If you have a yard and are looking into beautifying it with some trees, why not plant fruit trees? They provide shade, look pretty (apple and cherry trees have wonderful blossoms on them every spring) and they give something back to you each summer or fall. When we decided to put in fruit trees, my friends asked why? Their main concern was that I would then ‘have to do something’ with the fruit every fall. This is how lazy we have become, when people avoid putting in fruit trees because they don’t want to ‘have’ to do anything with the fruit!
Even if you do nothing with those fruit trees, they are a small insurance policy. If we are ever faced with a long term emergency or hard times, those trees will be there giving you food when maybe nothing else is. You can always put an ad on Craig’s List and give your tree’s fruit away. There are plenty of people who would be willing to come and pick it, that way you won’t have to ‘do anything’ with the fruit but you would still have the trees just in case. There are also gleaning clubs that you can contact, that will come and clear off all the fruit when it is ready, some clubs even donate to local food banks. Of course, ideally you would want to learn how to preserve your fruit and not let it go to waste. This can be done through canning, freezing, drying, wine making, and through jams and jellies (click here for a recipe and instructions on making easy jams and jellies). But first, you have to start with the tree!
When to Plant
Fruit trees can be planted in early spring as soon as the frost in the ground has thawed. If your soil is waterlogged, wait until it drains to plant. You can also plant in the fall, but winter temperatures may damage young stock if you live in colder climates.
Bare-Root or Potted
Bare-root nursery stock is usually less expensive but it will still establish and grow well, if planted in April or early May. If you must store the trees a short time before planting, keep them in a cool, shady place where they will be out of the sun and wind. Pack the roots in moist sawdust or moss to prevent them from drying out. Potted or ball-and-burlap trees are preferable for planting dates in late May or early June, and are usually more expensive than bare root trees.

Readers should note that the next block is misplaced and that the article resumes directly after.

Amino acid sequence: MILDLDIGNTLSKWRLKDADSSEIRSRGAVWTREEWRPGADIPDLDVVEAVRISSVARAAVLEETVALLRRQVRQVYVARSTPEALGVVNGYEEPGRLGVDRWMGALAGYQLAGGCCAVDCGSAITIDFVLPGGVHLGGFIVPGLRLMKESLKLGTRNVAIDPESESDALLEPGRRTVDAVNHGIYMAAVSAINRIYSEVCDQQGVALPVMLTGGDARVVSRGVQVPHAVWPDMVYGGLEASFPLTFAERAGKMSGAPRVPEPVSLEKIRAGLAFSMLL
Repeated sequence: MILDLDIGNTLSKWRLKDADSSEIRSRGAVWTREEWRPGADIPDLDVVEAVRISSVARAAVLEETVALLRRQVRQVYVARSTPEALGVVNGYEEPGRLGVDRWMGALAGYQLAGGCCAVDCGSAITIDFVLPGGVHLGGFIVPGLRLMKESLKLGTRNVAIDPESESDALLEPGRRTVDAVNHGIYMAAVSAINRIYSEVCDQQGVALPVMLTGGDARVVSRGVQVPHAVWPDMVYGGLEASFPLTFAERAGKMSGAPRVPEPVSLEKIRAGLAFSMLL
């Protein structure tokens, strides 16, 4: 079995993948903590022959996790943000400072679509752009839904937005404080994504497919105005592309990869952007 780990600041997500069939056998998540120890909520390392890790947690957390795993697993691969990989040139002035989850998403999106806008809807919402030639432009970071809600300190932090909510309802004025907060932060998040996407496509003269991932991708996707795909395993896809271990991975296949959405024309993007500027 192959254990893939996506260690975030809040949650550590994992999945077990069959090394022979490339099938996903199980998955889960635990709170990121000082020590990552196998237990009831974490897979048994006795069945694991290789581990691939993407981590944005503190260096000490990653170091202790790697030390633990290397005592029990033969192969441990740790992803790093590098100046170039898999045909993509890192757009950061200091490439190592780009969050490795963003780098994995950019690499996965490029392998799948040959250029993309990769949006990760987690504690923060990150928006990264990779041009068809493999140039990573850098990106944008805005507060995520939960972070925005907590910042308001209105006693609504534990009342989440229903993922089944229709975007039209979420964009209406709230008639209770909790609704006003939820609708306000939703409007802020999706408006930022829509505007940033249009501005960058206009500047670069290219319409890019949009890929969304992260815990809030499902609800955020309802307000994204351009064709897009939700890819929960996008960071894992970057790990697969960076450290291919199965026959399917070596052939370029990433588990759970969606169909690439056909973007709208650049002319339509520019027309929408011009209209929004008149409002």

Choosing a Site
Pick a site with direct sunlight, preferable with southern exposer. It’s also important to read the tag and do a little research to find out just how big your tree will get. Allow enough room for future growth between your tree and other buildings, avoid power lines and give other future trees space if you are planting more than one or want to plant additional trees in the future.
Set your tree in a bucket of water to soak while you dig the hole. Cut through the sod with a shovel and make a hole big enough for the root ball so the roots don’t touch the edge of the hole anywhere. If you are planting your fruit trees in your lawn, set the chunks of sod aside so you can reapply them to the surface around the tree when you are done. Next, water the hole so the ground is nice and damp for the tree if your soil is on the dry side.
Trim off any broken or dead sections of the tree’s roots, also take this opportunity to prune your little tree, this may seem harsh as you haven’t even planted it yet but it will often shock the tree into growing more aggressively, increasing it’s chances of surviving the transplant.
When planting the tree, if you are concerned about poor soil, you can mix in some compost or peat moss at this time, but avoid fertilizer as it may damage the roots which are already in shock. If your tree has a ‘graph union’ (a point where they joined a branch to the rootstock – this will look like slight to sharp bend in the trunk, see above graphic) bury it so that the soil line is 2-3 inches below the union. If you have a dwarf or semi-dwarf trees and you bury the union, the tree will become a full sized tree. Position your tree in the hole so that one higher branch is facing south, this branch will give your tree shade during long hot days. Fill the hole with your soil of choice and compact it by gently stamping your feet around the base of the tree, reapply your sod if desired then water your tree with 2 full 5 gallon buckets of water pouring slowly so that it does not run off. Also consider staking or caging your new tree not only for support but also for protection against animals and for visibility.
Fertilizer and Water
After several weeks it should be okay to apply some fertilizer, although in some areas it is recommended you wait till the next growing season, check with your local county extension office for their advice on your area (click here for a general fact sheet on fertilizing fruit trees). Watering your new tree is also important to help get it started, especially in the first few weeks after planting. Try to apply five gallons of water around the base of the tree every week of the growing season in which there is less than an inch of rainfall.
Be patient and keep in mind, depending on the size of your newly planted tree, it may take several years for it to start producing fruit.